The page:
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Swimming exercise increases serum irisin level and reduces body fat mass in high-fat-diet fed Wistar rats

Overview of attention for article published in Lipids in Health and Disease, May 2016
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Title
Swimming exercise increases serum irisin level and reduces body fat mass in high-fat-diet fed Wistar rats
Published in
Lipids in Health and Disease, May 2016
DOI 10.1186/s12944-016-0263-y
Pubmed ID
Authors

Yun Lu, Hongwei Li, Shi-Wei Shen, Zhen-Hai Shen, Ming Xu, Cheng-Jian Yang, Feng Li, Yin-Bo Feng, Jing-Ting Yun, Ling Wang, Hua-Jin Qi

Abstract

It has been shown that irisin levels are reduced in skeletal muscle and plasma of obese rats; however, the effect of exercise training on irisin level remains controversial. We aim to evaluate the association of swimming exercise with serum irisin level and other obesity-associated parameters. Forty healthy male Wistar rats were randomly assigned to 4 groups: a normal diet and sedentary group (ND group), normal diet and exercise group (NDE group), high-fat diet and sedentary group (HFD group), and high-fat diet and exercise group (HFDE group. After 8 consecutive weeks of swimming exercise, fat mass and serum irisin level was determined. Higher serum irisin levels were detected in the HFDE group (1.15 ± 0.28 μg/L) and NDE group (1.76 ± 0.17 μg/L) than in the HFD group (0.84 ± 0.23 μg/L) or the ND group (1.24 ± 0.29 μg/L), respectively (HFDE group vs. HFD group, P < 0.05; NDE group vs. ND group, P < 0.01). Pearson's correlation analysis showed that serum irisin level negatively correlated with TG level (r = -0.771, P < 0.05), percentage fat mass (r = -0.68, P < 0.05), fat mass (r = -0.576, P < 0.05), visceral fat mass (r = -0.439, P < 0.05) and TC level (r = -0.389, P < 0.05). The fat mass, visceral fat mass and percentage fat mass were lower in the HFDE group than the HFD group (all P values < 0.01). Swimming exercise decreases body fat mass in high-fat-fed Wistar rats, which may be attributable to elevated irisin levels induced by swimming exercise.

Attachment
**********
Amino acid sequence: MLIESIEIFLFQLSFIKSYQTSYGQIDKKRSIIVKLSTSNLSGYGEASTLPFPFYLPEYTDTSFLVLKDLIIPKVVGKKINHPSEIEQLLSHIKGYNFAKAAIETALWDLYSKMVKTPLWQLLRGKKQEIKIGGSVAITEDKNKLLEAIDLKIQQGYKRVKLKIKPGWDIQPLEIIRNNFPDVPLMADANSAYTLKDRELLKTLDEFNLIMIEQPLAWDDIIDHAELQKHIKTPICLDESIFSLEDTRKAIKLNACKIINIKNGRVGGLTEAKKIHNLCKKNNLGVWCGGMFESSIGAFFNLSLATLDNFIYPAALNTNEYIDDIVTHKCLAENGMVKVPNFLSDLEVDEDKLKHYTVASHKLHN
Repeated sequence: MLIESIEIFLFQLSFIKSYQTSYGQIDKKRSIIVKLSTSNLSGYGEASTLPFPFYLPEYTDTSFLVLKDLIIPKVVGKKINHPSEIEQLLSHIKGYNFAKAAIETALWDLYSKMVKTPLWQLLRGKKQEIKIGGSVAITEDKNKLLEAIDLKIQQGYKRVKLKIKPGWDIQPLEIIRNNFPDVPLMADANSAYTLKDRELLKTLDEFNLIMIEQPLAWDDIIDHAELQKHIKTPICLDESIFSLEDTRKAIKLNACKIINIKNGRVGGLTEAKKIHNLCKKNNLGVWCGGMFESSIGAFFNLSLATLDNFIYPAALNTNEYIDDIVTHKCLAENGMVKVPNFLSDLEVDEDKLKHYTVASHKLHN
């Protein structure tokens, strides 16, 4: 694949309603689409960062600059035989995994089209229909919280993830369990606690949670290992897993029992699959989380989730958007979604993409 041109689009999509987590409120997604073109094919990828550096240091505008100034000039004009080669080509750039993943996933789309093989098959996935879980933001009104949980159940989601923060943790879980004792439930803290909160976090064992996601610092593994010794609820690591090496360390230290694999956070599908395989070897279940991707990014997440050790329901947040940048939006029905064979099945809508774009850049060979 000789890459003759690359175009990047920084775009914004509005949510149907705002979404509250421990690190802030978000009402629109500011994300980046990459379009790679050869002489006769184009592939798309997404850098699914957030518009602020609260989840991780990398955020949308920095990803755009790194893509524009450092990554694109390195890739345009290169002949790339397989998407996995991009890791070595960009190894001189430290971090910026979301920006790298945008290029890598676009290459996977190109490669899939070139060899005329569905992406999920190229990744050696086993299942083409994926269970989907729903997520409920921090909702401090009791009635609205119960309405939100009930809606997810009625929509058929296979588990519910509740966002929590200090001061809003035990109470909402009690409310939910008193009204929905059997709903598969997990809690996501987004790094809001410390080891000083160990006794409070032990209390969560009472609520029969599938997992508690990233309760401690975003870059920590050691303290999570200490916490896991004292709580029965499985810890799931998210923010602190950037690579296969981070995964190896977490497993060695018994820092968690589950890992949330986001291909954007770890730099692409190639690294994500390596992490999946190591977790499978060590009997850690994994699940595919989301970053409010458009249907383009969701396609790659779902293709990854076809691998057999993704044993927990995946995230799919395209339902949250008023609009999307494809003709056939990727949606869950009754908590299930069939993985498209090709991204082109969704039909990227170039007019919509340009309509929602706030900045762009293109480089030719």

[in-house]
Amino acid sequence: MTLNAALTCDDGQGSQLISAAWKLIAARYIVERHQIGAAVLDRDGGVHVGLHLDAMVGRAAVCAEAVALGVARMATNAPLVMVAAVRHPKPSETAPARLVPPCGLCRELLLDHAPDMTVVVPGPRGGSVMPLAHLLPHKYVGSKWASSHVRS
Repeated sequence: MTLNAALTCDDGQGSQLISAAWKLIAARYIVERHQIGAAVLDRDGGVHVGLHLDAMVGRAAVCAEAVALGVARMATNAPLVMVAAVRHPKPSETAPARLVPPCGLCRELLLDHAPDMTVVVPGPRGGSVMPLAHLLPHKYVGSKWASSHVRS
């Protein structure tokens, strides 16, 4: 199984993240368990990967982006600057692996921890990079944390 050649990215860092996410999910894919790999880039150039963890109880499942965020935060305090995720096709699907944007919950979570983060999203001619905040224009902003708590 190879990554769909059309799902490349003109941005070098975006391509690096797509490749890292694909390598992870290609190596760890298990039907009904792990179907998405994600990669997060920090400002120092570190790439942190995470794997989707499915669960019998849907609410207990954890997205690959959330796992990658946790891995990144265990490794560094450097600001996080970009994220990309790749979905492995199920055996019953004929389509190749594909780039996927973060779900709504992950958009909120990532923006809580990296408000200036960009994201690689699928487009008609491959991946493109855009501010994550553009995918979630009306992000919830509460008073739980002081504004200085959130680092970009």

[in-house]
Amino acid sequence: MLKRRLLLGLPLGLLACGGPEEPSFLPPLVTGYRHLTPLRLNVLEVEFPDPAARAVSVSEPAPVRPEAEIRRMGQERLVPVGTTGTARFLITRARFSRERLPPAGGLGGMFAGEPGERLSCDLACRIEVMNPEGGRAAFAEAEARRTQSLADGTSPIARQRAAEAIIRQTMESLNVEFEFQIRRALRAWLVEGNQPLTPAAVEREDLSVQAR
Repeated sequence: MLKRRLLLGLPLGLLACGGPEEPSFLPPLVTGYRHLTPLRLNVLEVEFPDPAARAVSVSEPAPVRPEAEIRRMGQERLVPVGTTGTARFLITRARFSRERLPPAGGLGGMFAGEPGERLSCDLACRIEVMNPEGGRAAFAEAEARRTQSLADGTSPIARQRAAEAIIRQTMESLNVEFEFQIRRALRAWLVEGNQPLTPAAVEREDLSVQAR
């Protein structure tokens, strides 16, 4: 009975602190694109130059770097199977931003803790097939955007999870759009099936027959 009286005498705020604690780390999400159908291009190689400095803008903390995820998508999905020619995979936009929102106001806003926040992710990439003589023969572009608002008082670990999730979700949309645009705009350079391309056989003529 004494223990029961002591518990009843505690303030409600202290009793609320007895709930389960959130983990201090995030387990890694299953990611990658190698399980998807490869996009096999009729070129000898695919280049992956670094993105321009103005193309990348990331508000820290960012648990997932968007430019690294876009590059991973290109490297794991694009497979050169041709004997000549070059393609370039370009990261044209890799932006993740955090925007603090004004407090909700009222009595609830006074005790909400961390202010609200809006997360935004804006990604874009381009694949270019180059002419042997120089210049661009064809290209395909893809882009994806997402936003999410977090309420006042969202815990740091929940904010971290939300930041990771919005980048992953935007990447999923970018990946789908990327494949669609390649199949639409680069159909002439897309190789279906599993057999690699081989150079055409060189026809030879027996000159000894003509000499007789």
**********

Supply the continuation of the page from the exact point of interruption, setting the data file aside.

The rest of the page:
Twitter Demographics

The data shown below were collected from the profiles of 2 tweeters who shared this research output. Click here to find out more about how the information was compiled.

Mendeley readers

The data shown below were compiled from readership statistics for 68 Mendeley readers of this research output. Click here to see the associated Mendeley record.

Geographical breakdown

Country Count As %
Unknown 68 100%

Demographic breakdown

Readers by professional status Count As %
Student > Master 13 19%
Student > Bachelor 9 13%
Researcher 7 10%
Student > Ph. D. Student 7 10%
Student > Doctoral Student 4 6%
Other 11 16%
Unknown 17 25%
Readers by discipline Count As %
Agricultural and Biological Sciences 10 15%
Medicine and Dentistry 10 15%
Sports and Recreations 9 13%
Biochemistry, Genetics and Molecular Biology 6 9%
Neuroscience 4 6%
Other 9 13%
Unknown 20 29%

Attention Score in Context

This research output has an Altmetric Attention Score of 1. This is our high-level measure of the quality and quantity of online attention that it has received. This Attention Score, as well as the ranking and number of research outputs shown below, was calculated when the research output was last mentioned on 15 May 2016.
All research outputs
#5,547,757
of 7,700,406 outputs
Outputs from Lipids in Health and Disease
#397
of 664 outputs
Outputs of similar age
#173,016
of 269,531 outputs
Outputs of similar age from Lipids in Health and Disease
#15
of 24 outputs
Altmetric has tracked 7,700,406 research outputs across all sources so far. This one is in the 24th percentile – i.e., 24% of other outputs scored the same or lower than it.
So far Altmetric has tracked 664 research outputs from this source. They receive a mean Attention Score of 4.7. This one is in the 34th percentile – i.e., 34% of its peers scored the same or lower than it.
Older research outputs will score higher simply because they've had more time to accumulate mentions. To account for age we can compare this Altmetric Attention Score to the 269,531 tracked outputs that were published within six weeks on either side of this one in any source. This one is in the 30th percentile – i.e., 30% of its contemporaries scored the same or lower than it.
We're also able to compare this research output to 24 others from the same source and published within six weeks on either side of this one. This one is in the 29th percentile – i.e., 29% of its contemporaries scored the same or lower than it.